There are various methods that a serial killer can choose to take the life of their victim. While this may seem like something that is decided one of two ways: premeditate with whatever means the killer has access to or in the heat of the moment with whatever items happen to be near them, this is only partially correct and actually goes much deeper into the analysis of a serial killer’s actions. Weapons are typically chosen for a reason. For example, women typically choose to kill their victims with poison. This killing method is incredibly quit and in some circumstances nearly impossible to detect (Gurian). Also, considering that many female serial killers work in a field of medicine or act as caregivers it would give them easier access to such poisons that the average individual would have difficulties accessing (Frei, Vollum, Graf, and Dittmann). Another common method of killing for females is strangulation or starvation of their victims. Yet again a method that is respectively mess free. This too aligns with female killer’s victimology. Essentially it would be easier for a women to suffocate a child or an elderly person she is acting as caregiver to rather than to smother a healthy adult. Opportunity is the key word when it comes to women and the methods they choose because of their typically smaller frames and the need for them to think uncongenially about how they can most effectively complete their crime. In contrast, men tend to be quite messy when it comes to their killing method. They are far more likely to physically assault their victim with a weapon or with their bare heads. Men will also use knives and guns (Gurian). Such weapon selection will literally leave behind a trail of blood. Fighting with fists certainly will bruise and injure the victim, but can potentially injure the killer as well. If the killer gets a cuts then there is a risk of their blood being found at the crime scene which can lead to an arrest. Being picked up by the police with bruised and bleeding knuckles will also not help their case in any way. This also means that the victim’s blood could be found on the killer or their clothes and that will further help bring forth a conviction. Men choose messy methods.

There are many factors that affect how long a serial killer will kill for. One of the major contributing factors is how soon they are caught or if at all. Men’s timeframe of taking victims is typically shorter than women’s. It is estimated that men will kill for two years or less whereas women will kill for four ou more years. The reason that women kill longer is because it generally takes longer for them to be caught by authorities (Gurian). Thus reflecting on why men’s killing time frame is shorter. Perhaps if they were able to more deftly evade the police they would be able to kill for a longer time frame. Women are typically spared because of society’s reluctance to view women as offenders instead of victims (Gurian). Pulling into victimology, women often kill their families and that is a difficult reality for society to wrap their minds around. No one likes to think that a mother killed her husband and children. It almost seems to defy nature, therefore female serial killers are often overlooked. Furthermore, since women kill primarily poison it makes it difficult for the crimes to be traced back to them.

Lastly is the most daunting question of all: why do they do it? This is also known as an MO or modus operandi. There are two ways to break down the MO of a serial killer, whether male or female: pleasure or purpose orientated (Wilson and Hilton). With these categories in mind, men typically fall into the pleasure-orientated category. This can be attributed to the fact that most male serial killers are sexual sadist (LaBrode). In other words, males who kill repeatedly tend to enjoy the thrill of inflicting pain onto others. They seek the excitement that such acts give them and to go without becomes a burden for them. That is the driving force that causes them to search for new victims. This can also perhaps shed light onto the reason why men choose to kill women more often because it does provide that sexual experience that they are unable to obtain in regularly sanctioned activities (Gurian). Completely opposite of that is women and their modus operandi. Women are primarily purpose-orientated in their killings. Some examples of purpose-based killing include killing for financial gain, attention, or for religious reasons (Wilson and Hilton). An example of such behavior is the case of Gesina Gottfried from Bremen, Germany. She exemplifies both killing for profit and for attention. Gottfried married three times throughout her life and each time her husband would die. Interestingly enough, she came from a poor family and seemed to move up the financial ladder with each death of her many husbands. In addition to that she would play the role of the caring, doting wife who cared for her ailing husband each time who had the worst of luck. In the eyes of an unsuspecting world she was a sad widow. She further gained attention and sympathy by killing all of her children. While it was not considered infanticide because her youngest child was three years old, she did kill her own children and gained even more attention and thus more sympathy. She was later given the nickname the Angel of Bermen (Holck). Gottfried clearly gained from her murders. The motives behind male and female serial killings share no similarities.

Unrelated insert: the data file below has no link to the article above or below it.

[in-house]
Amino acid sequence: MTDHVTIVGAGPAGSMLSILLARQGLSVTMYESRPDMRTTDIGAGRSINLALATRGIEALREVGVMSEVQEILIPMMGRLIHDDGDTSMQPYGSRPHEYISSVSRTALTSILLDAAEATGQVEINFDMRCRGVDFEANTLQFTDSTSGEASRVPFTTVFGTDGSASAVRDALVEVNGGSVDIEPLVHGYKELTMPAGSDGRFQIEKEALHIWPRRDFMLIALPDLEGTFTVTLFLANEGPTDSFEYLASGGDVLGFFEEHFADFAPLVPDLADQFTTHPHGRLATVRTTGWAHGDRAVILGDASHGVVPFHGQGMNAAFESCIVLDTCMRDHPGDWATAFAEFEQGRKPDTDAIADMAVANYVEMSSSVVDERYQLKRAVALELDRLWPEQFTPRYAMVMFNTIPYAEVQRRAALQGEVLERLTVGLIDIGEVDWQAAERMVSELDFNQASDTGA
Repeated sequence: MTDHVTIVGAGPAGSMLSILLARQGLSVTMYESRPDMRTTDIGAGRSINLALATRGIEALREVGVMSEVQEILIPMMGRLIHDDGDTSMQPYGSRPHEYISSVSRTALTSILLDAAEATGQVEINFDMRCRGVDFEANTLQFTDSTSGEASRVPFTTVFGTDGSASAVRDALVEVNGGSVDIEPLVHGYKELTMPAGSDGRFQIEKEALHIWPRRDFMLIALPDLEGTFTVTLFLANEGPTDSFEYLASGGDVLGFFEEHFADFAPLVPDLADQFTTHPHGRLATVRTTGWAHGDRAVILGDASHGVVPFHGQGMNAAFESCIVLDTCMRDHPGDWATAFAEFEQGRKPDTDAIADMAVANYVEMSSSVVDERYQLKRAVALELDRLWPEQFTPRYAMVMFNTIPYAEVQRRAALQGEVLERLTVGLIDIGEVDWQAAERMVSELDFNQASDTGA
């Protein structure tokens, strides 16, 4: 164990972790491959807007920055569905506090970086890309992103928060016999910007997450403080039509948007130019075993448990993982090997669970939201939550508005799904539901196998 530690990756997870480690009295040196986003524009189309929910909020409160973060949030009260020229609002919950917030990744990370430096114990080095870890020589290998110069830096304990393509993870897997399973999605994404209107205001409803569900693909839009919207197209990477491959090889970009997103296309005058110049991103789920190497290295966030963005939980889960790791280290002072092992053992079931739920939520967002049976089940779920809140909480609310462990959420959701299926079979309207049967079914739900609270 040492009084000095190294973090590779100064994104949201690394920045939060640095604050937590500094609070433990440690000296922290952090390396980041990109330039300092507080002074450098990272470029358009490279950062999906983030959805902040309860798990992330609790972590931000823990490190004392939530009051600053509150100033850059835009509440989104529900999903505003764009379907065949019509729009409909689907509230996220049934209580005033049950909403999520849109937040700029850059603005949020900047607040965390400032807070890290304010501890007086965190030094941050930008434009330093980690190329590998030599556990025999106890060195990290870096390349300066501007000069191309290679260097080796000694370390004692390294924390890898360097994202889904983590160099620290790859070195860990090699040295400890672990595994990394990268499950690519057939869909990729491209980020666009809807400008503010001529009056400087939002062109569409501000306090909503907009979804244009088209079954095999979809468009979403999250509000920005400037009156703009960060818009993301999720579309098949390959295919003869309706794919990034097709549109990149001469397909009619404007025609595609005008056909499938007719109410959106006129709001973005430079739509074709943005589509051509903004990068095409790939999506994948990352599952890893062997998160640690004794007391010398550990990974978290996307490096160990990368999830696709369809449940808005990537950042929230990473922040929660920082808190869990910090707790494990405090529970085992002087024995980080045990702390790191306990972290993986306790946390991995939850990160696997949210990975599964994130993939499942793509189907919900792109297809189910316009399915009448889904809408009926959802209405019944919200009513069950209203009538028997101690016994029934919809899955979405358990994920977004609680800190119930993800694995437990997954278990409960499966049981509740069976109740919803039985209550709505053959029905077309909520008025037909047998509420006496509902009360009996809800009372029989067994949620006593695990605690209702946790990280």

In conclusion, we have learned that there is little similarities between male and female serial killers. Males kill more frequently and in shorter bursts, they kill women, with violent methods, and they usually do it for their own pleasure. Which happens to be almost opposite of women killers. They kill patients and children over longer periods of time, they use poison most often as their choice of method, and they kill for purpose not pleasure. The one detail that can connect their crimes in the slightest way is their choice of victimology selection and their need to be in control of the situation. Obviously they choose victims that are different based on age and gender, but these victims all give the killer, despite being a male or female, what they are looking for which is a sense of control. While this information is not a solid piece of evidence that can be used to automatically determine if someone is a serial killer or not, it is a starting point. Perhaps individuals who have a lack of control of their lives are the ones who need to be paid more attention to.

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Comparing and Contrasting Serial Killers. (2019, Jun 17). Retrieved December 4, 2022 , from